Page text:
Many people are in favor of the right of every human being to end their life when they consider that their physical or emotional health situations require it. However, it should be noted that it is a much more complex matter than is thought.
It is, therefore, about diverse and very personal situations in which the ethical and moral questions that intervene depend directly on the affected person. In some countries, for example, there are laws and regulations that accept the right of the person to die with dignity according to complex health situations and regulate the way to do it, through the establishment of certain steps and conditions.
There are also various denominations for this topic, assisted suicide, euthanasia, dignified death, palliative sedation and limitation of therapeutic effort, among others. All of them differ from each other, depending on the legislation that accepts and regulates them. The issue that concerns us in this article is to establish the difference between assisted suicide and euthanasia, two terms commonly used in relation to a person’s decision to end their life.
Below are the definitions of both terms and their most outstanding characteristics.
Assisted suicide is one in which a person is provided with the necessary means (information, doses, means, supplies or medications) to end their life, provided that the person has decided to do so without legal consequences for the person who assists him.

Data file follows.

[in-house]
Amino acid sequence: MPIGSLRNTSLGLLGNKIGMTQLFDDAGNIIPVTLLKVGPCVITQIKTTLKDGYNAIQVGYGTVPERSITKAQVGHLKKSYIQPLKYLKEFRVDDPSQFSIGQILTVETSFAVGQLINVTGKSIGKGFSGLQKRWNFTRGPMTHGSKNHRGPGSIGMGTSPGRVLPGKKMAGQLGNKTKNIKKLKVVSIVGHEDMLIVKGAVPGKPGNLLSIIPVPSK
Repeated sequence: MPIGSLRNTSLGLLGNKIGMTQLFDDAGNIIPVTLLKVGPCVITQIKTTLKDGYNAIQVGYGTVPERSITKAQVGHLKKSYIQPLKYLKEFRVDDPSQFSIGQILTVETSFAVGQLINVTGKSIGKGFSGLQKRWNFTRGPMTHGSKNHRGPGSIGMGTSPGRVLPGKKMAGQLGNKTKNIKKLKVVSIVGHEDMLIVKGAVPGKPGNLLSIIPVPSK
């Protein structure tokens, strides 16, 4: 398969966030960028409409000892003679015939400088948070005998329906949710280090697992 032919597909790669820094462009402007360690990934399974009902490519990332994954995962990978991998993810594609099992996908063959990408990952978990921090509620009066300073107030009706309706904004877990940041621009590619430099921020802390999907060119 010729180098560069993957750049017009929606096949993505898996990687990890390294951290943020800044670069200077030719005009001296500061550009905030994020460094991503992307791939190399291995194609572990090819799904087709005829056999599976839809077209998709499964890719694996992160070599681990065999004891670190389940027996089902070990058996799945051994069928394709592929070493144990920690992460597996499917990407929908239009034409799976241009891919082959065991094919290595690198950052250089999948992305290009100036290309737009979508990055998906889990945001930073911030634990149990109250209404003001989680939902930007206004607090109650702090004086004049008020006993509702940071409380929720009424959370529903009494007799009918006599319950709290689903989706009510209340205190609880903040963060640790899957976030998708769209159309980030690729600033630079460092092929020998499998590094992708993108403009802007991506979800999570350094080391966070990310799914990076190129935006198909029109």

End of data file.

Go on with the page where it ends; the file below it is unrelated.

This situation is allowed in cases where the person faces terminal illnesses that cause excessive pain or suffering or considerable limitations. Generally, assisted suicide is the responsibility of health professionals (doctors and nurses) but in some cases, assisted suicide is allowed by people who have nothing to do with the health profession.
It is important to note that in assisted suicide it is the person who performs the procedure to end his life, therefore, the participation of the health professional or advisor is passive, that is, it is limited to providing the information, the means and the resources for the patient to do so.
Euthanasia is the procedure by which death is provided to a terminally ill patient to avoid agony and excessive suffering. Euthanasia is performed in a context in which the patient decides to end her life, since the disease she suffers cannot be cured and the suffering due to pain or functional limitations cannot be mitigated.
Euthanasia can be direct or active (when the death of the person is brought forward) and indirect or passive euthanasia (when treatments or food are stopped being administered to the patient). Euthanasia can be voluntary when the patient requests the procedure or involuntary when the patient is incapable of requesting the procedure and it is the relatives or guardians of the person who request it.
Taking into account the aforementioned, it can be seen that there are fundamental differences between the two concepts. The following table is presented below as a summary to establish the differences between assisted suicide and euthanasia :
|This is always voluntary.||It can be voluntary or involuntary depending on the patient’s condition.|
|The medical or advisory staff is a passive subject in the procedure.||The medical staff is an active subject in the procedure.|
|There are no legal penalties for the person providing the information and resources.||It can lead to sanctions for medical personnel, if it is shown that it was by the doctor’s will and not by the will of the patient or their relatives.|